Cong. Smith Chairs Malaria Hearing - Challenges & hopes of fight against deadly disease detailed

December 7, 2011

The deadly international killer known as malaria was the target of a congressional hearing held Monday by Congressman Chris Smith (NJ-04), chairman of the House congressional panel that oversees global health issues.

“For the last century, America has been a leader in the fight against malaria,” said Smith. “While the United States and several other countries have been able to eliminate malaria, this deadly disease still presents a serious challenge to other parts of our world.”

The hearing, entitled “Fighting Malaria: Progress and Challenges,” focused on the latest developments, including promising new preventative measures against the disease, which annually kills three-quarters of a million people around the world, mostly children. C-SPAN provided live coverage of the testimony, which can be viewed in its video library of the hearing.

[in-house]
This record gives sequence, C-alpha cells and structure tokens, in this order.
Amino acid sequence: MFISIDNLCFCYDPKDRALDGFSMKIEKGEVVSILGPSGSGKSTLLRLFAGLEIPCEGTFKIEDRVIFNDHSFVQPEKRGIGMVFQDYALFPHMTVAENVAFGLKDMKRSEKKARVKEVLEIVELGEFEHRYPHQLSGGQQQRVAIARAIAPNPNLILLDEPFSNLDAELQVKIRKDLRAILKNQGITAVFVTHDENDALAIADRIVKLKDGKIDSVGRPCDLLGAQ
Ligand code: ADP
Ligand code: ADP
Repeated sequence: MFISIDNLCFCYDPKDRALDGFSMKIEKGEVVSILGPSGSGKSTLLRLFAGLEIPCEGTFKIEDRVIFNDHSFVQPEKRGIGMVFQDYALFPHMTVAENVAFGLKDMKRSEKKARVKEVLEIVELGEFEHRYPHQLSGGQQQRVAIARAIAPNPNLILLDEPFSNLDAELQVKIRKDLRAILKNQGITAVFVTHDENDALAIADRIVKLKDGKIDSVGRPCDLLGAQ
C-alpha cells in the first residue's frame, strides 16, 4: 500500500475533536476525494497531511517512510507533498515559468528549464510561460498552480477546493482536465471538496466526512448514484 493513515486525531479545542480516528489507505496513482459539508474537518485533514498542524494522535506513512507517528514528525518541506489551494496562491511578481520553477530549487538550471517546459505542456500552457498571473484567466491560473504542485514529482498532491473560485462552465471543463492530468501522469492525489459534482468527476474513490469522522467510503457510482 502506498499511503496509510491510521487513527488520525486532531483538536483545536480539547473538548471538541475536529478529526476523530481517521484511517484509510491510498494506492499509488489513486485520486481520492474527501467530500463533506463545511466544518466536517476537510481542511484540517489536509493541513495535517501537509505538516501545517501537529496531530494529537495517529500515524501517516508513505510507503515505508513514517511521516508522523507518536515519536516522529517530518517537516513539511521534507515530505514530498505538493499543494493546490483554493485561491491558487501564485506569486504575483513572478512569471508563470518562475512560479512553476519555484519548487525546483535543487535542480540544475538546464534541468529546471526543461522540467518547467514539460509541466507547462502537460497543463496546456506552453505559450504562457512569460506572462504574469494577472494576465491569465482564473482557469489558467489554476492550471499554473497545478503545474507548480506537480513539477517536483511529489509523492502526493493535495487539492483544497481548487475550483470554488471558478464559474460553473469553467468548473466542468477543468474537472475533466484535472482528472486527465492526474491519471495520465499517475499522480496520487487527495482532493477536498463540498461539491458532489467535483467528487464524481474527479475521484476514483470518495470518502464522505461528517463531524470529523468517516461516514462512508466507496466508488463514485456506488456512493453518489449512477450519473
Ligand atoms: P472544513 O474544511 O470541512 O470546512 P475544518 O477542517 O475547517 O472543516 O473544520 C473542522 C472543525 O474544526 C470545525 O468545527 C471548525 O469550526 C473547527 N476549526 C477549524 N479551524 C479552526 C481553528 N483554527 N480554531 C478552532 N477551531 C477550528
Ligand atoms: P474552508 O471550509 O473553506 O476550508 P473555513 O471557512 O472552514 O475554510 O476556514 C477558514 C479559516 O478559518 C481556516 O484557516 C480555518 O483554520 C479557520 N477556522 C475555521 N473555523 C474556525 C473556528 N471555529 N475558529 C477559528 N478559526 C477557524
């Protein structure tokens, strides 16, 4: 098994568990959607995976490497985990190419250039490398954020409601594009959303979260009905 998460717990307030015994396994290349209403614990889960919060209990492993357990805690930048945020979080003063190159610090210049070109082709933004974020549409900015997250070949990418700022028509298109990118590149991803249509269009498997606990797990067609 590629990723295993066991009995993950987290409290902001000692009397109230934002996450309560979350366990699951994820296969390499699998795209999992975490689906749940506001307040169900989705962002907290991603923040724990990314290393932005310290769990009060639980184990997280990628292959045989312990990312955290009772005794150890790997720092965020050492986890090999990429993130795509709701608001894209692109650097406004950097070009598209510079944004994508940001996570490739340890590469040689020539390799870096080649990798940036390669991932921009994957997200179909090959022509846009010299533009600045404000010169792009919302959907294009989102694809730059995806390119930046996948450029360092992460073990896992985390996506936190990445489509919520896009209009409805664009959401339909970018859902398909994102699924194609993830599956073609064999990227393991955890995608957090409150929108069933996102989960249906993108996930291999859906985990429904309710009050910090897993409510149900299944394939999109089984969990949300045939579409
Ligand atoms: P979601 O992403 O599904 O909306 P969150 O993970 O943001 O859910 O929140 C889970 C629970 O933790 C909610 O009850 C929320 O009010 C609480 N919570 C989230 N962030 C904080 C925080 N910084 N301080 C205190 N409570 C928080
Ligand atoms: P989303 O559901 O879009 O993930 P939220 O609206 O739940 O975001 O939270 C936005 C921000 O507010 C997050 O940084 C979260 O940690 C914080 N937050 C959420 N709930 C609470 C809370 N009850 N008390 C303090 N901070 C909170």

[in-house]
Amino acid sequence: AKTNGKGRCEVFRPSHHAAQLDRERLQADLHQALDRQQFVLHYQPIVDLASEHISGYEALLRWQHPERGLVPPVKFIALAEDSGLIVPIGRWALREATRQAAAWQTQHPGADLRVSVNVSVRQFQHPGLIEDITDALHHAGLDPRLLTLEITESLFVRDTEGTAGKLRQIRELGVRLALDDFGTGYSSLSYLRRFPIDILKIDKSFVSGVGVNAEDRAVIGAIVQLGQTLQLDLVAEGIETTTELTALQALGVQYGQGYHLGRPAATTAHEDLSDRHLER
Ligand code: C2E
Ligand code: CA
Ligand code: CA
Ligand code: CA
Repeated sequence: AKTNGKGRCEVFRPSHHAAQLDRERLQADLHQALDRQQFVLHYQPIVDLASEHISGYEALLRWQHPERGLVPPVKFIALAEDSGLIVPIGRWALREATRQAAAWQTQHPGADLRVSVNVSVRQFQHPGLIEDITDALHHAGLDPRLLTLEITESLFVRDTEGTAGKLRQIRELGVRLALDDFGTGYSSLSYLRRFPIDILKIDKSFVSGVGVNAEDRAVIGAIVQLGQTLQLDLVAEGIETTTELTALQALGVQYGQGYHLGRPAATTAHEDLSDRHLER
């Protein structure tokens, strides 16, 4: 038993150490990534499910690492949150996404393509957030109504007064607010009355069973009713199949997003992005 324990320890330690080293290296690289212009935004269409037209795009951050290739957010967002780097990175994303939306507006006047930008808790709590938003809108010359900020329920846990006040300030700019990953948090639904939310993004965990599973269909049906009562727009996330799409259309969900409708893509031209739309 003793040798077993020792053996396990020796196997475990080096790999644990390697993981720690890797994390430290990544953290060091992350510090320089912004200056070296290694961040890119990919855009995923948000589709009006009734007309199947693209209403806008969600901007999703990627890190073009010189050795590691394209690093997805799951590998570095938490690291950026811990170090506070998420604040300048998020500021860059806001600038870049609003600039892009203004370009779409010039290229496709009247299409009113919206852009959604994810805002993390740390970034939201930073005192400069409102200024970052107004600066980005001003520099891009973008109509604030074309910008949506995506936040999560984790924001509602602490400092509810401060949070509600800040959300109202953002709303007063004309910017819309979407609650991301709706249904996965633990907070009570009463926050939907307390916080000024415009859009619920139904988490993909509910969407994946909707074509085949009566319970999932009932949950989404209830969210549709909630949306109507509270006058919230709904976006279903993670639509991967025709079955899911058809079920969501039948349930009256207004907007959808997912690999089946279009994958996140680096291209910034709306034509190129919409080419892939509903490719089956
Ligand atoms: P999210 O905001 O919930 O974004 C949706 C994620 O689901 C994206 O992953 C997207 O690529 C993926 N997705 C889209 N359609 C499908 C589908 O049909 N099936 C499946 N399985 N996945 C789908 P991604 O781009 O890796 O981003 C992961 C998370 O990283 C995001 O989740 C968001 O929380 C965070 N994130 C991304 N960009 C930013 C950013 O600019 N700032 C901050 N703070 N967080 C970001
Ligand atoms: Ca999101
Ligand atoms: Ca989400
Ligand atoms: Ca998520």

“What began for the United States as an effort to protect our troops abroad and citizens here at home has become for us a larger global health objective,” Smith said. “In the last decade we have seen a renewed commitment by the United States, international organizations, and private foundations to eliminate all malaria deaths. The effort received a notable boost in 2007 when Bill and Melinda Gates renewed the challenge of worldwide malaria eradication. While much progress has been made in combating malaria, as we have seen from past eradication efforts, malaria can resurge when treatment becomes ineffective through drug resistance.”

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